How to Structure a Workout
Your goals can change the way you should structure your workouts! Athletes train for their specific sports, and you should train for your specific goals.
In this blog I am going to go over how you should structure your workouts for general strength training! These concepts are applicable to most workout programs no matter what the goals are behind the planning.
In short, these concepts can be summed up by saying: Focus on compound movements and higher intensity in the beginning of the workout, and dive into higher repetitions and more isolation exercises as the workout progresses.
Compound movements are the exercises that work multiple muscle groups at once. In the strength training world, we often find these to be barbell movements such as the squat, bench, deadlift and overhead press! However there are many more compound movements than those 4 alone: bent over rows, pull ups, dips, push ups...the list goes on. These are the movements that you should start your session with, and typically give the most effort and intensity too (aka go heavier!)
Programming example: Upper Body Workout
Exercise 1: Barbell Bench Press 3 sets of 5 reps
Exercise 2: Barbell Overhead Press 3 sets of 8-12 reps
Exercise 3A: Dips 3 sets of 12-15
Exercise 3B Pull Ups 3 sets of 10-12
As you can see, the first 4 exercises in this upper body workout example are all compound movements. You can also see that the rep ranges go up a bit as the workout progresses: this is to maximize your performance on the main movements in the beginning and allow you to move more weight! Rep ranges can vary depending on specific goals and program design as well.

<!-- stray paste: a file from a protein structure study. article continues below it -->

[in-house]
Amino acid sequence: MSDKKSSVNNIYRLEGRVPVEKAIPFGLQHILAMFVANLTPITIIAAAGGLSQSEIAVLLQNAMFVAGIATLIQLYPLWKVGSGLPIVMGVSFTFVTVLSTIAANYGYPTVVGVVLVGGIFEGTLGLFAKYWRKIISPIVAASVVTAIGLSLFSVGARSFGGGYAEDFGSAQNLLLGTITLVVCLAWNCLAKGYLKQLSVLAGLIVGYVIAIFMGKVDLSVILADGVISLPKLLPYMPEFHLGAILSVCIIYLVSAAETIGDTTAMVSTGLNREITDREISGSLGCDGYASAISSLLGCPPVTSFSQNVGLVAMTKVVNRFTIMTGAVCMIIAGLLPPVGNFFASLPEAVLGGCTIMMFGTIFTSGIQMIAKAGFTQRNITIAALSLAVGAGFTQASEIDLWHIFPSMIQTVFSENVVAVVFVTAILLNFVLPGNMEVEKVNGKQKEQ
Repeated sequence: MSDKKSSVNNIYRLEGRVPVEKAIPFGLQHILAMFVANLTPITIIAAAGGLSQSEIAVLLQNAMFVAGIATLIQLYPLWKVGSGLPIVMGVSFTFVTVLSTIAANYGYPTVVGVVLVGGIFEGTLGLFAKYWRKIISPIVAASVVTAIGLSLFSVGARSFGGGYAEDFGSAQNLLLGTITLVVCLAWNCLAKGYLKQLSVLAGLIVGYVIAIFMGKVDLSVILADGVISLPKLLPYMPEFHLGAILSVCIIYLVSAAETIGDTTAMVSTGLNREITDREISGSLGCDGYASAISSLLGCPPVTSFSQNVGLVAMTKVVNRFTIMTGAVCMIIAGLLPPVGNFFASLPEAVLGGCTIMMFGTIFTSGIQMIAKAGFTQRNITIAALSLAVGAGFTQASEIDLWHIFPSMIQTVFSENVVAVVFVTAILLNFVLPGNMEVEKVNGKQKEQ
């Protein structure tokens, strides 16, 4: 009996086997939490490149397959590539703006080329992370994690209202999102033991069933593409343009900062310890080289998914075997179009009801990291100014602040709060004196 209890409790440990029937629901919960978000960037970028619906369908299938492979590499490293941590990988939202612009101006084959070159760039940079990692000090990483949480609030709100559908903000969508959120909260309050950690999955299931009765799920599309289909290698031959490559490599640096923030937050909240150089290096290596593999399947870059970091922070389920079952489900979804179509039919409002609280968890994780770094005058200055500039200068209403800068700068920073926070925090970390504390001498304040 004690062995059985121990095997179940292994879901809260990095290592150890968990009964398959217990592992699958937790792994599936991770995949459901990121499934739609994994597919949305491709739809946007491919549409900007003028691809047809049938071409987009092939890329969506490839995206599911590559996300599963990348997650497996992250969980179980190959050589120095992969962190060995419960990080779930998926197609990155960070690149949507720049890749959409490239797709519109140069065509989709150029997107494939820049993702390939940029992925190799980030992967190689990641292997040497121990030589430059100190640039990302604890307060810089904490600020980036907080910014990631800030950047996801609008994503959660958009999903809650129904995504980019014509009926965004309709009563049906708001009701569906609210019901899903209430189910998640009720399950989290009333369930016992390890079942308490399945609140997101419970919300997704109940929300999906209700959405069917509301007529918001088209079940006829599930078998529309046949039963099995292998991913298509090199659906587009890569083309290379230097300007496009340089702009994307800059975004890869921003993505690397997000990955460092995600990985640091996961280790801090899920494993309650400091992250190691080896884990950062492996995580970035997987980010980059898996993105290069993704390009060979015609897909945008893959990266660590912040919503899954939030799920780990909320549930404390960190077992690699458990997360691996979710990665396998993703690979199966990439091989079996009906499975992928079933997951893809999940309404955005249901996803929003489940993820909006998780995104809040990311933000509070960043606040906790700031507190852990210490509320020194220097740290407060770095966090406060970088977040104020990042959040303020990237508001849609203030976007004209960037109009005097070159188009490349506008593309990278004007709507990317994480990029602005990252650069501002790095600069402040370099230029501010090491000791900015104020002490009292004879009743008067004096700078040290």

At this point, your muscles are tired, and it is time to isolate them and really get that last bit of effort out of them.
Exercise 4A: Chest Supported DB Row 3 sets of 12-15
Exercise 4B: DB Lateral Raises 3 sets of 12-15
Exercise 5A: DB Incline Curl 3 sets of 12-15, 1 set to failure
Exercise 5B: DB Skullcrushers 3 sets of 12-15, 1 set to failure
Exercise 6A: Cable Tricep Extension 3 sets of 20-30 (failure)
Exercise 6B: Cable Hammer Curl 3 sets of 20-30 (failure)
As you can see in the programming example, I typically utilize supersets towards the end of the session as the rep ranges go up and fatigue sets in. These sets are really where you are trying to get as much blood flow into your muscles as you can handle and really finish off the session.
Note: The BEST way to grow and really isolate your muscles is to lose your ego and drop the weight!
All in all, these concepts can be implemented and modified in order to accommodate any goals, especially when it comes to general strength training. If you are interested in a holistic online coaching and personal training program that implements these principles to help you meet your health and fitness goals, check out www.balancewithshaheen.com